HIV has been with most of us for most of our lives. For some, it is a way of life. HIV, how we treat it, our attitudes towards it and our views on what is ‘safer’ have all changed and evolved. As HIV gradually becomes a manageable disease, with fewer people dying, the battle is still far from over. With ART at the forefront of the battle, prevention techniques have also changed including the introduction of PrEP. We summarise where we are with HIV in 2017.
Ways To Prevent HIV.
Recent studies have shown that people with diagnosed HIV, on medical treatment with an “undetectable viral load”, cannot pass the virus on to their sexual partners.
- The likelihood of passing on HIV is linked to how much virus someone has in their blood.
- HIV medication – usually one or two pills per day – significantly reduces the level of HIV in a person’s bloodstream.
- Most people on medication achieve an “undetectable viral load” which means they cannot pass the virus on.
- Undetectable does not mean cured: the virus is still present in the bloodstream. But being undetectable means being uninfectious to other people.
THE TWIST: It now seems unprotected sex with someone on medication and undetectable is safer than someone who “doesn’t know their HIV status” or is “HIV and NOT on medication”. Not knowing is not an excuse. Get tested.
Be on PREP
Pre-Exposure Prophylaxis (PrEP):
- PrEP is a pill that can prevent you from getting HIV
- Taking PrEP can involve either taking one pill per day or what is called “event based dosing” (which means taking pills before and after condomless sex)
- PrEP is very effective if you take it as directed
- PrEP is for people who are HIV negative and are at risk of infection
- Before you start using PrEP it is essential you have a confirmed HIV-negative test
- Taking PrEP means having regular HIV and STI tests (every 3 months)
- Many people buy PrEP online but it will soon be available for free as part of the NHS’s PrEP IMPACT trial
THE TWIST: If everyone who has HIV was on meds and undetectable, and those who are HIV negative and on PREP…HIV would no longer spread. Of course, that is the idealistic view, but we are all allowed one Christmas wish. Self-responsibility is the key. It does not matter what the other person says about their HIV status, it only takes one person to protect themselves, make sure that person is you!
Old fashioned. And old faithful. The most effective way to protect yourself against STIs & HIV.
Many sexually transmitted infections (STIs) have been rising in London for a number of years. Therefore regular screening for STIs, including HIV, is important, especially after sex with new or casual partners.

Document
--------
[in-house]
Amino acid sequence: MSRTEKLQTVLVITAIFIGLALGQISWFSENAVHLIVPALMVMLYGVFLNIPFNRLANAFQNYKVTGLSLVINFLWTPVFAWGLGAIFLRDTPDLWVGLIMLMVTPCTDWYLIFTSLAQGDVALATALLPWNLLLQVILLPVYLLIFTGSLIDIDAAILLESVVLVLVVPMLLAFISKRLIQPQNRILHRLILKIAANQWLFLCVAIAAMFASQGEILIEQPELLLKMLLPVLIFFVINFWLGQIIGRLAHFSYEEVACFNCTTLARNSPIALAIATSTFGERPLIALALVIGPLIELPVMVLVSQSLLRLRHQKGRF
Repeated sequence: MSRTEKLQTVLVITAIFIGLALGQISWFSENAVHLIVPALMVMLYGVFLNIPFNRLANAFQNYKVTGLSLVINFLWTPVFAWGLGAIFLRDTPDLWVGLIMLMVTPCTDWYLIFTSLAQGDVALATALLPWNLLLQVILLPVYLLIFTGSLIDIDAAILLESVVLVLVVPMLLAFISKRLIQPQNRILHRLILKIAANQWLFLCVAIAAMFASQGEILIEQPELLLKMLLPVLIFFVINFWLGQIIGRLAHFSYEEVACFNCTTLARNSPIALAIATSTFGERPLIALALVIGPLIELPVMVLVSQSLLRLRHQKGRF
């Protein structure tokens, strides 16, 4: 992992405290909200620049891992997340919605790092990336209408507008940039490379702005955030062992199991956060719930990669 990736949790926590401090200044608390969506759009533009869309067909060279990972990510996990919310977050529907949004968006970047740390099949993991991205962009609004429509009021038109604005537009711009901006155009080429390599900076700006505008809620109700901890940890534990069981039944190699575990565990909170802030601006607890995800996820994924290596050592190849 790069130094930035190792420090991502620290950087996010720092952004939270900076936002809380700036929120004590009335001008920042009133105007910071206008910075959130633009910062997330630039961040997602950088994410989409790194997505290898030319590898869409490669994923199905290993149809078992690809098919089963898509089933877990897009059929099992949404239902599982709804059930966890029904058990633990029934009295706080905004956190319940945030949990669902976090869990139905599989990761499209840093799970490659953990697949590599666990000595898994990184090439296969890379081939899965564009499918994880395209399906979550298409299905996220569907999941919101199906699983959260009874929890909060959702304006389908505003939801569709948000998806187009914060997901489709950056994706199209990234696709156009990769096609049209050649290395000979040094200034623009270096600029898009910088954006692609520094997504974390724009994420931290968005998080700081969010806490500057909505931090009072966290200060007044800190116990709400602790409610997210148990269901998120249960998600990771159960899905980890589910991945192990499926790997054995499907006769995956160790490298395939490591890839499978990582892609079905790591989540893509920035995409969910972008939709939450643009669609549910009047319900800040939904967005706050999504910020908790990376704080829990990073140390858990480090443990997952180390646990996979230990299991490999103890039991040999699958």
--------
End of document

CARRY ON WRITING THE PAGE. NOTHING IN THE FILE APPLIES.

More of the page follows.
You can protect yourself against STIs, including HIV, by using a condom during sex. Condoms will also help prevent you passing on an infection if you have one. Before deciding to stop using condoms, you and your partner should be tested for STIs and HIV.
You can find further information on sexual health and where to find your local sexual health clinic through the NHS website.
THE TWIST: ALthough being undetectable and on PrEP will see the decline in the spread of HIV, the opposite has occurred for other sexual diseases which are on the increase.
IGNORANCE IS NO LONGER BLISS when it comes to HIV. Many people live a normal life with HIV and on medication. In fact, not knowing your HIV status and compromising your immune system with an HIV infection can cause more damage to you long term, and it also means you are more likely to pass the virus onto someone else. Knowing your HIV status can empower you to make decisions about treatment and safer sex choices.
It is important to get tested regularly for HIV if you are sexually active and when you change sexual partners. HIV often has no symptoms. Testing is the only way to be sure of your HIV status.
Getting tested for HIV means that, if you are infected with the virus, you can receive HIV treatment and care before the infection damages your health. It also means you will reduce the risk of transmitting the virus to your partner.
HIV is passed on through bodily fluids (such as semen, vaginal fluid and blood).
Condoms also protect against other sexually transmitted infections (STIs) such as gonorrhoea and chlamydia.
Getting an HIV test
Getting tested for HIV is quick, easy and confidential.
There are now many more options to get tested than ever before – these include testing at home, at your GP or at a clinic.
- Do it at home by ordering a self-sampling kit through the national HIV self-sampling service.
- Do it at one of London’s sexual health clinics.
- Do it yourself for free using a free self-testing kit (as part of the SELPHI study).
- Do it yourself for free by choosing either a self-testing kit or a self-sampling kit (as part of the SH:24 UK-wide HIV testing survey).
- Do it at home by purchasing a home-testing kit.
- Do it at your GP surgery – simply ask your doctor or practice nurse.
- Do it at some pharmacies in the capital too.
All information from doitlondon.org